¶   Solar Frontier, the solar arm of Japanese oil refiner Showa Shell Sekiyu, has revealed bold plans to build a solar manufacturing facility in Buffalo, upstate New York. The company was attracted by low solar costs that make PV in the US an attractive energy option for many. [pv magazine]

¶   A 1.8 MW solar project has been installed in New Bedford, Massachusetts. In all, 16.25 MW of projects are now installed or under construction. When all 16 MW of projects are completed New Bedford will have exceeded the city’s 2011 goal of purchasing 10 MW of power from renewable sources within five years. [SouthCoastToday.com]

¶   Panda Power Funds and Texas officials gathered to dedicate the company’s 758 MW natural gas-fueled, combined-cycle power plant in Temple, Texas. The plant is one of the most advanced gas-fueled power stations in the nation, establishing new standards within its class. [Today's Energy Solutions]

¶   Carbon emissions in the US are higher than expected for 2014. Carbon dioxide emissions due to the consumption of coal were more than 12% higher during the first half of 2014 than during the first six months of 2012, while those from natural gas and petroleum rose by 7.3% and 0.8% respectively. [Business Green]

¶   Unsatisfied with the pace at which the federal government is acting to reduce greenhouse gas emissions, several US states are forging ahead with their own initiatives. The first year of the California program was a resounding success, with the state’s economy expanding while at the same time adding renewable energy. [OilPrice.com]

¶   In Oregon, the Department of Transportation is building solar stations along the roads. It has already built two solar stations and is looking into a third, built without state money and on property already owned by the state and cleared for development as highway right-of-way. [Construction Equipment Guide]

September 28 Energy News

September 28, 2014


¶   “INSIGHT-Taxes, fees: the worldwide battle between utilities and solar” It’s still less than one percent of energy capacity worldwide, but the surge in installations of rooftop solar panels is beginning to hit utilities and their business model of charging customers on the basis of consumption. [Reuters]

¶   “Will US-India Summit Bring Historic Climate Action?” This week’s meeting of President Obama and Indian Prime Minister Modi is an opportunity to accelerate climate action in economically advantageous ways for both countries and for the world, if they take immediate action to curb climate change. [Natural Resources Defense Council]

Science and Technology:

¶   Concrete is the most-used construction material in the world and a major contributor to global greenhouse gas emissions. But by using a different chemical formula to make the material, new research suggests it’s possible to significantly reduce concrete’s carbon footprint. [Scientific American]

¶   “7 Ways Energy Efficiency Affects National Security” Whether electricity, natural gas, or gasoline, the American economy wastes most of the energy it consumes. That waste puts our national security at risk by making the US more vulnerable to instability abroad and economic disruptions at home. [Care2.com]


¶   The European Bank for Reconstruction and Development is providing a $25 million loan for the construction and development of SunEdison’s 20 MW solar photovoltaic power plant in Jordan to help address the country’s energy shortages through utilizing its world-class solar resource. [Utilities-ME.com]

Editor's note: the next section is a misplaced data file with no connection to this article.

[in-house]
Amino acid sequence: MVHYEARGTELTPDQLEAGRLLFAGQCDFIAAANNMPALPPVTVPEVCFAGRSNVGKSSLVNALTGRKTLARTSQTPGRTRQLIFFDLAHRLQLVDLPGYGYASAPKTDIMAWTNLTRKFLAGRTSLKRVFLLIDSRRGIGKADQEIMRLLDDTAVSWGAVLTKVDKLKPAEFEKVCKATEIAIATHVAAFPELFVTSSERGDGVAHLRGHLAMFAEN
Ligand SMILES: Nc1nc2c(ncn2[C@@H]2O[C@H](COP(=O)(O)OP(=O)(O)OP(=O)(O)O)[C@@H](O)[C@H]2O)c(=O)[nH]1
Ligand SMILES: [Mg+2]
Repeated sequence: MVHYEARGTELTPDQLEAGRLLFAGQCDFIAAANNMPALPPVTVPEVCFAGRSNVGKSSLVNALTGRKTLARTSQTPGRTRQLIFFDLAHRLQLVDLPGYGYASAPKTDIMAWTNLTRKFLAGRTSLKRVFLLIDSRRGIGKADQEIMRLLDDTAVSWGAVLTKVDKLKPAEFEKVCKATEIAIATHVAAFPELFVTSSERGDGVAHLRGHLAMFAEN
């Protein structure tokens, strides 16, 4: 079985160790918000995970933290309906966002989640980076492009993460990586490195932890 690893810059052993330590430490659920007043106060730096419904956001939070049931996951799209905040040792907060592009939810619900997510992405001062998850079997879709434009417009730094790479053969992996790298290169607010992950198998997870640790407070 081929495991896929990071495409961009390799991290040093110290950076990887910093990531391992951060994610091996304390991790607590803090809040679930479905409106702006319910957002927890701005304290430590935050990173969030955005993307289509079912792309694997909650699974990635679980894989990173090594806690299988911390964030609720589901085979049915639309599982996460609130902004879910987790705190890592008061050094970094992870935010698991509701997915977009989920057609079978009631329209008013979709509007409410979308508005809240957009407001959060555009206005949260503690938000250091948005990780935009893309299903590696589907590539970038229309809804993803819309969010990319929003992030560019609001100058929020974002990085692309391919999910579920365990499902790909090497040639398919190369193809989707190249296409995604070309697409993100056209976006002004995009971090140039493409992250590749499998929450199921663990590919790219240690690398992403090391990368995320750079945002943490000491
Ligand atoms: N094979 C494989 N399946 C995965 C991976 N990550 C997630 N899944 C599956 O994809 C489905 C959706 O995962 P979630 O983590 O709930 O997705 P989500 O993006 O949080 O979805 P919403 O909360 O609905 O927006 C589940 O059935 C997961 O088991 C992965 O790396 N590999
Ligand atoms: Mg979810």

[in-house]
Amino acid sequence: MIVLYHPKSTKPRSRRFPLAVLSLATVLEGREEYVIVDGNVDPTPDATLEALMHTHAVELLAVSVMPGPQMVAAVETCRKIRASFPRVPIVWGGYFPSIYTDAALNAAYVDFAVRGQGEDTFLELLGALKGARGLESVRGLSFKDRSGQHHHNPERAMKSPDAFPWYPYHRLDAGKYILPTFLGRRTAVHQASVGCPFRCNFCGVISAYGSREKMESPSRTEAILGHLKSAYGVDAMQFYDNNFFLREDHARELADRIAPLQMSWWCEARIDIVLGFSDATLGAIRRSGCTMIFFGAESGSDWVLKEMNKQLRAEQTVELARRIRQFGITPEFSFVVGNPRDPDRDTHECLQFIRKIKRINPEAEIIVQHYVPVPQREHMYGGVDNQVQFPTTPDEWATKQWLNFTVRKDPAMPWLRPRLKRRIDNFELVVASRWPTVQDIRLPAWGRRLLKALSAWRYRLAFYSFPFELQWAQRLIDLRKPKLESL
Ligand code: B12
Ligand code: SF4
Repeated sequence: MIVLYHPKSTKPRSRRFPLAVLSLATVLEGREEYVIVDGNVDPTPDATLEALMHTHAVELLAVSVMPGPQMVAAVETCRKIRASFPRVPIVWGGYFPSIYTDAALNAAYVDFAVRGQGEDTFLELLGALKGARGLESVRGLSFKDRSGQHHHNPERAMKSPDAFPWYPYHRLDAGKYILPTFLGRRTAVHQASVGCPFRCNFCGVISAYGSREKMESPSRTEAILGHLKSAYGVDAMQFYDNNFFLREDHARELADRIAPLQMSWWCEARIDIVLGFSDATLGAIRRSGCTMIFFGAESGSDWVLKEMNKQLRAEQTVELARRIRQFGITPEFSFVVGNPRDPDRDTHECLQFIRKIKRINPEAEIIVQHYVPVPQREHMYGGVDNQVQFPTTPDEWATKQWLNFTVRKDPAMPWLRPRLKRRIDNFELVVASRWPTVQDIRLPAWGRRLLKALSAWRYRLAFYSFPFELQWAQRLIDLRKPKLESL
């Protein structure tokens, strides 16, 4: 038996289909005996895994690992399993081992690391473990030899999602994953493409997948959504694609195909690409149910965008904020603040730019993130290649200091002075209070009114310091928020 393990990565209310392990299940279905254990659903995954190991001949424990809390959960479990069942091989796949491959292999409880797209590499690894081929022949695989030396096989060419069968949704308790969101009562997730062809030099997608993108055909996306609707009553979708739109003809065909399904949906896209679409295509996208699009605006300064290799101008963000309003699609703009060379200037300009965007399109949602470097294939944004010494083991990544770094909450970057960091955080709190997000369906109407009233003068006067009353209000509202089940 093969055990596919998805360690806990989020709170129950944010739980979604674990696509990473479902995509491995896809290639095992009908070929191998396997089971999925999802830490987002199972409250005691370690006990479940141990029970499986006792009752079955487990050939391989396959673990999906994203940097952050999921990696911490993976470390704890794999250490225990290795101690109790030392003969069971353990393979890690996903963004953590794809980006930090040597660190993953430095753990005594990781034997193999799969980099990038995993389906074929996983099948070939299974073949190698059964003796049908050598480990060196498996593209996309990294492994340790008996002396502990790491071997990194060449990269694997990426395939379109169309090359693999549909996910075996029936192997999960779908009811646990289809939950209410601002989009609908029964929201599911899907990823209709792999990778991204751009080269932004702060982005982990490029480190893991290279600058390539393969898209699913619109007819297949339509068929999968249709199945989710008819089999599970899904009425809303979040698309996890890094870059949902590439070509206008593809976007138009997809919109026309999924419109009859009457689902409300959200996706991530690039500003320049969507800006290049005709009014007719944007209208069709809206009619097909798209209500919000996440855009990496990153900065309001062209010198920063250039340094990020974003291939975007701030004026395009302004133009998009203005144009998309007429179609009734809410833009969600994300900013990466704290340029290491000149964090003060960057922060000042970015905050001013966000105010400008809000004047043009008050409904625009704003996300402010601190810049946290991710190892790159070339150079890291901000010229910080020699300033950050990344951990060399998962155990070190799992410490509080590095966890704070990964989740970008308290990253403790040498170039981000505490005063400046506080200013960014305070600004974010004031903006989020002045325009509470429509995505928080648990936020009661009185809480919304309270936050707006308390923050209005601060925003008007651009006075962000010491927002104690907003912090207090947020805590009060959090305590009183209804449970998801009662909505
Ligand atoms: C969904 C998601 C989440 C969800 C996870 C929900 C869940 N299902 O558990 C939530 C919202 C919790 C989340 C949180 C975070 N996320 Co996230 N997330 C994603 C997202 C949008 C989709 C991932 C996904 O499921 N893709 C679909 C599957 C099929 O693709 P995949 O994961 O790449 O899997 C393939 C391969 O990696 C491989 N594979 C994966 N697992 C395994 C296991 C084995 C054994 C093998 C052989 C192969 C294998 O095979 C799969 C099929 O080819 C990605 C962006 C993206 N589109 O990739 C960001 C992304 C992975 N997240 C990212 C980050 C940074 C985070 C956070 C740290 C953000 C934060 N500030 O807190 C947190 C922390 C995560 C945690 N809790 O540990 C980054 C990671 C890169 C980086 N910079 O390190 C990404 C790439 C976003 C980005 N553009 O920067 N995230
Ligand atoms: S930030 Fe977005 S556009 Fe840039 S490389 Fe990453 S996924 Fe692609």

¶   The Asian Development Bank has agreed to finance a $65 million private sector power project being set up on Pakistan’s Poonch river, upstream from Mangla Dam. The project envisages construction and operation of a 102 MW run-of-the river hydroelectric generation facility. [DAWN.com]

¶   In an unprecedented speech delivered on behalf of the king of Morocco, the country’s prime minister denounced the long-term consequences of colonialism. He pointed to Morocco’s pioneering efforts at developing human resources as well as renewable energy, including solar and wind power. [Morocco World News]

¶   A flurry of meetings between the president of South Africa and his Russian counterpart, and the lack of detail on the nature of their discussions, have contributed to a growing sense of disquiet over the deal that would have Russia build nuclear plants in South Africa. Some are warning that it is too early to commit to nuclear. [Independent Online]


¶   Elon Musk will soon be building what amounts, essentially, to being another “Gigafactory”, in New York State as per a recent agreement with the government there. This time it is a manufacturing plant that will produce more than a gigawatt of solar panels a year. [CleanTechnica]

¶   The proposed $8 billion California wind energy project could blow the socks off the regional renewable energy market. The key to the project, the thing that helps fulfill the Los Angeles vision of a sustainable, secure energy source, would be a massive compressed air energy storage system using salt caverns in Utah. [CleanTechnica]

¶   Federal energy regulators have given final approval for construction of a 330-mile electric transmission line to carry lower-cost Canadian hydroelectric power to New York City. Supporters say the line will make the state less bound to the Indian Point nuclear power plant in Westchester County. [Oneida Dispatch]

September 27 Energy News

September 27, 2014

Science and Technology:

¶   A new study found that in the long run, natural gas does little to curb emissions since it would boost consumption (high supply means it will be cheaper) and displace renewable energy. Even without the methane leaks, the overall climate benefits of gas are likely to be small. [ZME Science]